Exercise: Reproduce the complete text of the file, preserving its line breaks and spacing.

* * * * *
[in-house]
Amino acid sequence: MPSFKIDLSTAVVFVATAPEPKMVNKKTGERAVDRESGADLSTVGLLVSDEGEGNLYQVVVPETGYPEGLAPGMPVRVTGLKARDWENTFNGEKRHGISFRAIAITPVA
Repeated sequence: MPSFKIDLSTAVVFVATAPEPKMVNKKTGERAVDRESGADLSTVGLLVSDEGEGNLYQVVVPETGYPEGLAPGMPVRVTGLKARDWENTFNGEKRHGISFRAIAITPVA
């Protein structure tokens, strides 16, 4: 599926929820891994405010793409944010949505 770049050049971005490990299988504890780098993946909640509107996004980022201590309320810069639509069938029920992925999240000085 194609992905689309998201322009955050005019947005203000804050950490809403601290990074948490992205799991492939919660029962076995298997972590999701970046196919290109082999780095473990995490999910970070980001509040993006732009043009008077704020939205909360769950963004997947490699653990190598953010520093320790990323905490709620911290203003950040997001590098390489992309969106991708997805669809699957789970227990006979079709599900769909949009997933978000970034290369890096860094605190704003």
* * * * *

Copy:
[in-house]
Amino acid sequence: MPSFKIDLSTAVVFVATAPEPKMVNKKTGERAVDRESGADLSTVGLLVSDEGEGNLYQVVVPETGYPEGLAPGMPVRVTGLKARDWENTFNGEKRHGISFRAIAITPVA
Repeated sequence: MPSFKIDLSTAVVFVATAPEPKMVNKKTGERAVDRESGADLSTVGLLVSDEGEGNLYQVVVPETGYPEGLAPGMPVRVTGLKARDWENTFNGEKRHGISFRAIAITPVA
């Protein structure tokens, strides 16, 4: 599926929820891994405010793409944010949505 770049050049971005490990299988504890780098993946909640509107996004980022201590309320810069639509069938029920992925999240000085 194609992905689309998201322009955050005019947005203000804050950490809403601290990074948490992205799991492939919660029962076995298997972590999701970046196919290109082999780095473990995490999910970070980001509040993006732009043009008077704020939205909360769950963004997947490699653990190598953010520093320790990323905490709620911290203003950040997001590098390489992309969106991708997805669809699957789970227990006979079709599900769909949009997933978000970034290369890096860094605190704003």